Chapped hands are a result of very dry skin. Dry skin occurs when the moisture, or water, content of the skin is decreased for any reason.
The surface of the skin holds a certain amount of water. When the water content decreases, the skin becomes dry, itchy, and uncomfortable. Some people have very sensitive skin that is easily irritated. Since a person's hands are often exposed to elements such as cold and moisture, hands may become irritated before other parts of the body do.
Hands that are chapped usually have the following characteristics: · roughness · dryness · redness · peeling · cracking · sensitivity · tenderness
Some individuals have a genetic predisposition to dry skin. As people age, their skin tends to become drier. Dry air, resulting from winter's low humidity and the use of indoor heat, can cause skin to dry out. Long, hot baths and showers can also make skin dry.
Factors that increase a person's risk of chapped hands include the following: · frequent handwashing, which may be associated with the person's job · prolonged exposure to cold, dry weather · sunburn or windburn · allergic reactions to skin care products · history of a skin disorder, such as eczema
People subject to chapped hands should limit the amount of soap they use and the length of time their hands are exposed to the water. Some people may be able to use mild, moisturizing soap on their hands. A few need to limit soap use to the underarms and genitalia.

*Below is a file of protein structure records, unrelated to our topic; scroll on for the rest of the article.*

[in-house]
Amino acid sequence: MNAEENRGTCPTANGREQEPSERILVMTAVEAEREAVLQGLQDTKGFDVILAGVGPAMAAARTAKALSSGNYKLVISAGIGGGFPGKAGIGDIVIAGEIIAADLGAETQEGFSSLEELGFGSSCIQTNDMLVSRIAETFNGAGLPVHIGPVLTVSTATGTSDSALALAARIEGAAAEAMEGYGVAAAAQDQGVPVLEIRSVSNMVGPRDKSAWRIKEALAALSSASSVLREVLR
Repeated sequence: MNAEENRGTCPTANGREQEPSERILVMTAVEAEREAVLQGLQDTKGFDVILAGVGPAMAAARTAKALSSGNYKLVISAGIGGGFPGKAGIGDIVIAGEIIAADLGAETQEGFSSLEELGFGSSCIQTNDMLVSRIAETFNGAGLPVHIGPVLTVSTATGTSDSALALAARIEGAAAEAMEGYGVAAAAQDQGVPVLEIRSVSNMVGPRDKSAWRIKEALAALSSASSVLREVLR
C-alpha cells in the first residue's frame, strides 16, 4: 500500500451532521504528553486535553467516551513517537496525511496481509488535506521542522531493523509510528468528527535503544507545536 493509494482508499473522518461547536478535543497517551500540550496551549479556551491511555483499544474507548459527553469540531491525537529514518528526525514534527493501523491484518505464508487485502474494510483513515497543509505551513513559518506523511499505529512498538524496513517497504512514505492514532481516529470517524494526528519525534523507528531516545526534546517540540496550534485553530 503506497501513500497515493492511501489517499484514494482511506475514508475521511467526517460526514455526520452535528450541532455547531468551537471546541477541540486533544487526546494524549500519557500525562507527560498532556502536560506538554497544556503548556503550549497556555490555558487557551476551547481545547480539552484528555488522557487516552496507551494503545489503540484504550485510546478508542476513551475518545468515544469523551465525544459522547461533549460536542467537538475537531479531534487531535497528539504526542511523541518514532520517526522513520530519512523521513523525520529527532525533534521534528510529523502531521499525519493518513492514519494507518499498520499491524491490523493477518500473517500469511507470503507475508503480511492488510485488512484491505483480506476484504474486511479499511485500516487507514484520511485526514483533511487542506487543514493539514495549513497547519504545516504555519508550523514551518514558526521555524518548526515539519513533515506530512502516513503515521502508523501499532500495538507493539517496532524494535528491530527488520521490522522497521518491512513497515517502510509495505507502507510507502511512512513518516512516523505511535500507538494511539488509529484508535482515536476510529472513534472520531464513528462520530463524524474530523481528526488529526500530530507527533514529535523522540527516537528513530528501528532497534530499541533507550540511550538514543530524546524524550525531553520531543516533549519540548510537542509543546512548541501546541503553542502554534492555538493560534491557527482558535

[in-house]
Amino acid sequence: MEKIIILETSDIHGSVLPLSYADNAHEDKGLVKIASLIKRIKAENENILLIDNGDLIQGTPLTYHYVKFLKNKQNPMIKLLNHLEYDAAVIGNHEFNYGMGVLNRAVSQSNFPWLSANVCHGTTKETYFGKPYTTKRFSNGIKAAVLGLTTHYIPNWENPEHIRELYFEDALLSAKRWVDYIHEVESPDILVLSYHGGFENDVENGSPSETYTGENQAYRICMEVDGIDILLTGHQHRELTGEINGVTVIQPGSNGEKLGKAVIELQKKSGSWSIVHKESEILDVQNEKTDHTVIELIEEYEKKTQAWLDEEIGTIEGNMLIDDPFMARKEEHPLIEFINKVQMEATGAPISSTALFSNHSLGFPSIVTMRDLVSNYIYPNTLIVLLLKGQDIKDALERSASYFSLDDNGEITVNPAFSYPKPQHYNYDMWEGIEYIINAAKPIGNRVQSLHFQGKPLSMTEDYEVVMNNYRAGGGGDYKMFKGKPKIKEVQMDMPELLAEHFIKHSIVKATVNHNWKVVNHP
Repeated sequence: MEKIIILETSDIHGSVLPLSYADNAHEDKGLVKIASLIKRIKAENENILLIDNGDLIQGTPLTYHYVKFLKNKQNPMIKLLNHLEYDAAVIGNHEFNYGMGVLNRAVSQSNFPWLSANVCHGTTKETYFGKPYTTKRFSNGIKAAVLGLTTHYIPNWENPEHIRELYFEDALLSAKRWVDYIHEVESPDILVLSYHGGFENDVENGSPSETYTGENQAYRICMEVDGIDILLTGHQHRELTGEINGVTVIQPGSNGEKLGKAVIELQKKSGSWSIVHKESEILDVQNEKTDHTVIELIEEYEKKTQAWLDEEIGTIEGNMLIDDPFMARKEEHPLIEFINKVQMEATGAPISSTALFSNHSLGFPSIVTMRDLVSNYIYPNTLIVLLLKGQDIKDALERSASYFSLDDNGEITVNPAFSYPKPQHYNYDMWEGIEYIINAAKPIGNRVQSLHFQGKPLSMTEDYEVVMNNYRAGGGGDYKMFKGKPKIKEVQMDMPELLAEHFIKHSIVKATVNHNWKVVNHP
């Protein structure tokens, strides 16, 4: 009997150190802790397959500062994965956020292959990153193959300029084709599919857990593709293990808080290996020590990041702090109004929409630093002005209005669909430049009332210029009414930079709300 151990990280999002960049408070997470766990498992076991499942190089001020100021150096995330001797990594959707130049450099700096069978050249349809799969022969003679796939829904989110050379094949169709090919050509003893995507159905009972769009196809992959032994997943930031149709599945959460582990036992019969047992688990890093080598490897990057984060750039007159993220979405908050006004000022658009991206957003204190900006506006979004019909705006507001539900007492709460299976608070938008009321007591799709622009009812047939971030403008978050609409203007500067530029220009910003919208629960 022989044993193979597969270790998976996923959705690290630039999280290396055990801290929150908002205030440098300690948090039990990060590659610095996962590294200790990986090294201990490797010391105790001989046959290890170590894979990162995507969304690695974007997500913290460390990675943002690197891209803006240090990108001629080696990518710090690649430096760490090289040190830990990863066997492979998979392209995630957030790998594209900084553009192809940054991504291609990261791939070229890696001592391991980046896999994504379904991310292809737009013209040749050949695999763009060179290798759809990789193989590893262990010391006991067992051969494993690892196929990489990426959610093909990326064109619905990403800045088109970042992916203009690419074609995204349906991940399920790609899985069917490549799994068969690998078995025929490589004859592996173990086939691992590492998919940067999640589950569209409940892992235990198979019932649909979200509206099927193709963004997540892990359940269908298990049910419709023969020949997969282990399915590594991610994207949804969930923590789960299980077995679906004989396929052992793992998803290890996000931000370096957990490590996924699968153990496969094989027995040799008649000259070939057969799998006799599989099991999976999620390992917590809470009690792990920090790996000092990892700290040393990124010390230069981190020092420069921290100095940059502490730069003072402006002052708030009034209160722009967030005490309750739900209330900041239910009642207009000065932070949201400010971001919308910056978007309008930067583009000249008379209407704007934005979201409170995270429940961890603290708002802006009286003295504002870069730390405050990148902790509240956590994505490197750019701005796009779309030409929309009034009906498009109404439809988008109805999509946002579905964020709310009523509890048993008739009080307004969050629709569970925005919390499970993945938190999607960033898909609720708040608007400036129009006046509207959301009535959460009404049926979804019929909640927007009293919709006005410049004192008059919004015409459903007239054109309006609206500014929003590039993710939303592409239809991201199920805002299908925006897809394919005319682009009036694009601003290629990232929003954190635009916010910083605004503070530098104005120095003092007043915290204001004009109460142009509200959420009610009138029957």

After patting the hands dry with a towel, the individual should apply a moisturizer. Two types of moisturizers are available over-the-counter: · cosmetic moisturizers, which provide immediate relief of dry skin but last only while they are applied to the skin. For people with mild or intermittent chapped hands, a cosmetic moisturizer may be enough to keep the skin from feeling dry. · therapeutic moisturizers, which have demonstrated the ability to act as a barrier that keeps water from evaporating from the skin. Many therapeutic moisturizers contain mineral oil or petroleum.
The healthcare provider may also prescribe creams containing alpha hydroxy acids or urea to get rid of dead skin and minimize itching.
Following are other measures to help prevent chapped hands: · wearing protective gloves whenever possible · avoiding prolonged exposure to water, such as swimming · avoiding exposure to chemicals that irritate the skin
An individual can generally diagnose his or her own chapped hands. If the condition persists or worsens, a healthcare provider may be consulted to rule out more serious skin disorders.
If chapped hands are left untreated, the person may have the following problems: · difficulty doing things without wearing protective gloves · recurrent skin conditions such as outbreaks of eczema or skin inflammation · infections, which may occur when bacteria enter cracks in the skin
Chapped hands are not contagious and pose no risk to others.
The same guidelines for bathing and using moisturizers that are used to prevent chapped hands also can be used to treat chapped hands.
There are no side effects to treatment, unless an individual is allergic to moisturizers. Those individuals should choose unscented or hypoallergenic moisturizers.
Moisturizer should be applied to the skin on a regular basis as needed. This will help prevent symptoms from returning
Any new or worsening symptoms should be reported to the healthcare provider.